Ottawa Hills Village Council has agreed to seek bids to tear down the village's dam on the Ottawa River near Secor Road.
The dam has been there since 1928 but has little effect on the river's flow, said Hans Gottgens, a specialist in aquatic geology at the University of Toledo.
He and others studied the possibility of any problems that could be caused by the dam's removal after residents questioned the effect on the river's flow and the potential for releasing hazardous material if the riverbed was disturbed.
Councilman Jeffrey Gibbs said the study ruled out any potential problems. He said the researchers found numerous yellow perch and other fish in the river at the university campus, but only minnows and other small fish on the village's side of the dam.
At an earlier public hearing, a representative of the Ohio Environmental Protection Agency said no problems were encountered after a dam on the Ottawa River in Camp Miakonda was removed about two years ago.
The dam's three gates are always open, so water flow is only slightly impeded. At high-water, it rushes over the top of the dam.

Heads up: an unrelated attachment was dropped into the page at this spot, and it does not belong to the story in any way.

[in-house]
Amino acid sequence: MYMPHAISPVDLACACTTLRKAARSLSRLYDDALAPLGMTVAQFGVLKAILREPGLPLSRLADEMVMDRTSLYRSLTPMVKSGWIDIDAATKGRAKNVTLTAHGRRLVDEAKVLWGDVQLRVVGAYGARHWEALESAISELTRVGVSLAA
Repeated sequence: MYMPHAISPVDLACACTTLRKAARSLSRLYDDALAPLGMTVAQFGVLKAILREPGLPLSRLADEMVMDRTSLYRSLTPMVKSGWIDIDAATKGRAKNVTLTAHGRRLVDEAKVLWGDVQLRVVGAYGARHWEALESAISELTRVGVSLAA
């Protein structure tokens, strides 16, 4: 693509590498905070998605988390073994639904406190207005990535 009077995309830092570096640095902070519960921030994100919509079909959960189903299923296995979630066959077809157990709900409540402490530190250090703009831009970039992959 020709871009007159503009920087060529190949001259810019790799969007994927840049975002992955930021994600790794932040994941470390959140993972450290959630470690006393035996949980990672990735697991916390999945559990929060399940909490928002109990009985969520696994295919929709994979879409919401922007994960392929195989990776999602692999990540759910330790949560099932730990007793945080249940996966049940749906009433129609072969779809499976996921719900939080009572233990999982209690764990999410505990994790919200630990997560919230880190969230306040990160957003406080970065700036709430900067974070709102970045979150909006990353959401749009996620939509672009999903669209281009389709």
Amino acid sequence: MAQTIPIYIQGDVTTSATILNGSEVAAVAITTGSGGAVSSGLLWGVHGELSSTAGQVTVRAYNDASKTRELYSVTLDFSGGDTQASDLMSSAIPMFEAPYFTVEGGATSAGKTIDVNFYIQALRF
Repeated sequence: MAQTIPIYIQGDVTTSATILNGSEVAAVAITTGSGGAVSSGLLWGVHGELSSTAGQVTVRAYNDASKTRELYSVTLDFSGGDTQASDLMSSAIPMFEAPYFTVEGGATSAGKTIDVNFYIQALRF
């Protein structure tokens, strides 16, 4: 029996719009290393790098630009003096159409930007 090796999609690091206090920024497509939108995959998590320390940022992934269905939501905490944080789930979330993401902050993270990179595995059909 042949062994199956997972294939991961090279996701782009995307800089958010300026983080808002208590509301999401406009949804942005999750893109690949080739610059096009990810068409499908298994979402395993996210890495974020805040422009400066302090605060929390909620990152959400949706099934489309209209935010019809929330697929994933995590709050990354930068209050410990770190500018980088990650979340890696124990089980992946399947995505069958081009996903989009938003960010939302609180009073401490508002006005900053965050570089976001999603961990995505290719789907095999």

Although it does little to stem the flow, fish don't migrate through the gates or over the dam.
Its removal was first suggested in 2001 by the U.S. Fish and Wildlife Service to return the waterway to a natural flow. Village officials have said the dam may not have been constructed to control the river, but to create a pond.
Marc Thompson, village administrator, said he has seen photos used for promotional purposes of people canoeing on the pond. He said it no longer exists and likely was filled with sediment.
Mr. Thompson said he has had informal estimates of $20,000 to $25,000 to remove the dam. Mr. Gottgens said grants are available that might pay for some of the work.